The all-pervading, all embracing, unchanging, and unceasing Love that evolves, supports, nurtures, protects, and provides space for its children to reach maturity. Some religions have made the effort to move away from concepts of a male god or they conceive a wholeness of the duality mother/father god. During my later adult years, for some extended period of time I entered into a practice called the Gaia Minute. In doing this practice, twice a day, I came to think of the Earth herself as my mother, the Sun as my father. Larger than the human entities that provided for us during our childhoods and for some time beyond that, indeed while we were made of these, this continues to be true throughout our human incarnation.

Sadly, some children lose their mother so early, they have no clear memories of her physically. That certainly happened to my paternal grandmother, who’s own mother died when she was only 3 mos old. That certainly happens to adoptees who are given to adoptive parents within hours or days of birth.

The maternal nurturing energy of the feminine is not bound by birth, nor even by gender (my husband is surprisingly nurturing as a human being). Our spiritual godmothers, however we obtain them, whenever we obtain them, help birth our soul’s journey by their grace. They encouraged us when we were down, they were they for us when our heart and soul ached (my own human mother could sense me in distress when I was in a different room).

The Divine Feminine of mothering energy is there to remind us that we are never alone in this thing called Life. Happy Mother’s Day to each and every person who has ever fulfilled that calling to serve another human being with the energy of Love, compassion, nurturing, safety, provision and presence.

There was something complete and nebulous

Which existed before the Heaven and Earth,

Silent, invisible

Unchanging, standing as One,

Unceasing, ever-revolving,

Able to be the Mother of the World.

~ Tao Te Ching

Mentoring

Just today, learned about this organization. Many youth in foster care remain there if not adopted at a relatively young age until they “age out” as it is called. Are forced out on their own. I first discovered the Atlanta Angels whose Mission Statement reads – to walk alongside children, youth, and families in the foster care community by offering consistent support through intentional giving, relationship building, and mentorship.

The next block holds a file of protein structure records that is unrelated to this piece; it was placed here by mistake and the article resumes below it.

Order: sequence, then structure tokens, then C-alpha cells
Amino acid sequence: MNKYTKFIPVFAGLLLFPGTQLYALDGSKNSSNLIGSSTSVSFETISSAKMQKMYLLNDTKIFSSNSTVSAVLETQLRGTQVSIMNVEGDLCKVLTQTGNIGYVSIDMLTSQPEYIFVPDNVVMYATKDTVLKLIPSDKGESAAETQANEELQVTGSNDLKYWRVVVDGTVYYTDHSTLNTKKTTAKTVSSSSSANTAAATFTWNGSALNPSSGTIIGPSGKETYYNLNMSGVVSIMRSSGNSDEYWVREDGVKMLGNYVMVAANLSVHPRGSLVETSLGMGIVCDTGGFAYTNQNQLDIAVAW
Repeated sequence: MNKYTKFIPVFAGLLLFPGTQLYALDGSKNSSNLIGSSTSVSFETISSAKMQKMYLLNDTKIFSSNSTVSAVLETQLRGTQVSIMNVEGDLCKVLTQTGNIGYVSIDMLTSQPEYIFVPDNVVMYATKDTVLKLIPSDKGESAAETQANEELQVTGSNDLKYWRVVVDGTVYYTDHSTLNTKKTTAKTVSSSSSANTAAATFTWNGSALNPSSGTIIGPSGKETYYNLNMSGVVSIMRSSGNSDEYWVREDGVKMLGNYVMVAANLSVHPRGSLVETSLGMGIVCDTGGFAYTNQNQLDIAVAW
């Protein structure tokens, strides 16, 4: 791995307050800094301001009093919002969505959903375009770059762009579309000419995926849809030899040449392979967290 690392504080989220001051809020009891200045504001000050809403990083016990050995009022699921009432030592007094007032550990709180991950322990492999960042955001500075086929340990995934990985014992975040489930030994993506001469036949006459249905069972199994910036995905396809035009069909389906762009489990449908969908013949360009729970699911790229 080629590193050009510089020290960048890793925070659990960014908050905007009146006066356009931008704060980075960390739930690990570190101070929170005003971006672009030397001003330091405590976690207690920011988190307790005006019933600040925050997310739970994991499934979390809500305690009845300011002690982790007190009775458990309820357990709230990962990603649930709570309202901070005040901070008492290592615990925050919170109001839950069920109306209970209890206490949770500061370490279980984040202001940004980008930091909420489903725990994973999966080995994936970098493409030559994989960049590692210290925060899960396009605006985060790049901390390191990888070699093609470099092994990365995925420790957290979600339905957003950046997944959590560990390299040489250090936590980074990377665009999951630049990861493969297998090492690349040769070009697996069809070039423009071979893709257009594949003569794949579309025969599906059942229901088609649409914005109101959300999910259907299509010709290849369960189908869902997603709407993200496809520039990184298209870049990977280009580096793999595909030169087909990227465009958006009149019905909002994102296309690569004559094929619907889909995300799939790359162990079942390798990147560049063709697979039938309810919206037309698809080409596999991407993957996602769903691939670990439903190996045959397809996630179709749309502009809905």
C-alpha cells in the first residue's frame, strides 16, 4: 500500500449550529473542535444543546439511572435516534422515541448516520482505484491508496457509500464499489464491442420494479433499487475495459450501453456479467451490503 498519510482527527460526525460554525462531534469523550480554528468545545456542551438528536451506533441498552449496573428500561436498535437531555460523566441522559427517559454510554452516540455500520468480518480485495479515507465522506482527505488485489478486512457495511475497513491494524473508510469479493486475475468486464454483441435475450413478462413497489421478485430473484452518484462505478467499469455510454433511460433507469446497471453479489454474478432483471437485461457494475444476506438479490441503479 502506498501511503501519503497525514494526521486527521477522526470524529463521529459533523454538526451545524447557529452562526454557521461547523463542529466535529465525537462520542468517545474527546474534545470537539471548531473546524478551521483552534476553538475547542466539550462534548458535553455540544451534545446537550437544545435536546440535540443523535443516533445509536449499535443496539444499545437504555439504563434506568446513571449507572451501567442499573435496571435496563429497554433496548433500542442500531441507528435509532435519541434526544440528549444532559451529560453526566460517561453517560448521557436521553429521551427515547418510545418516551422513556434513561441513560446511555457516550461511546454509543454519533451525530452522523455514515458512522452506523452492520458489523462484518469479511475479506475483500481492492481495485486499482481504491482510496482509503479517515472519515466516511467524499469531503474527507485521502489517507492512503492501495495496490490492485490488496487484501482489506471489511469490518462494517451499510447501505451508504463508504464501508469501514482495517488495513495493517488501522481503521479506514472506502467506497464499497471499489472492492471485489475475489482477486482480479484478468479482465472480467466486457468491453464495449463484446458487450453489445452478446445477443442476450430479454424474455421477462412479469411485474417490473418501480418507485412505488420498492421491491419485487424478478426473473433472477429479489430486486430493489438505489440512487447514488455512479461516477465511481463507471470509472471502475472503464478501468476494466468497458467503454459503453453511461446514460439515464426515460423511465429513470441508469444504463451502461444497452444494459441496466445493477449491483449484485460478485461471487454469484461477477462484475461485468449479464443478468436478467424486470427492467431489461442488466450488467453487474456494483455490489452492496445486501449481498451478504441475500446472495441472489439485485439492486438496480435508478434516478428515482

They go on to define these 3 aspects – Intentional Giving is the giving of thoughtful and personal resources, gifts, and care packages that meet the real needs of the child and their entire family. Relationship Building is devoting time and energy to fostering healthy relationships that promote healing through connections and interpersonal bonding. And finally, Mentorship is equipping and empowering the youth in their program to be prepared for independent living and to reach their fullest potential.

The Atlanta Angels are a chapter of a national organization – the National Angels – which seems to have grown out of another more local organization – the Austin Angels. I’m glad to know there are other similar organizations across the United States. This program created the Dare to Dream (for youth ages 15-22) and Dare to Dream Jr (for youth ages 11-14) outreach efforts. These are intended to provide one-on-one mentorship to youth in foster care. Their mentors are advocates, guides, role models, valued friends, and available resources who guide youth that they may successfully accomplishment their developmental milestones.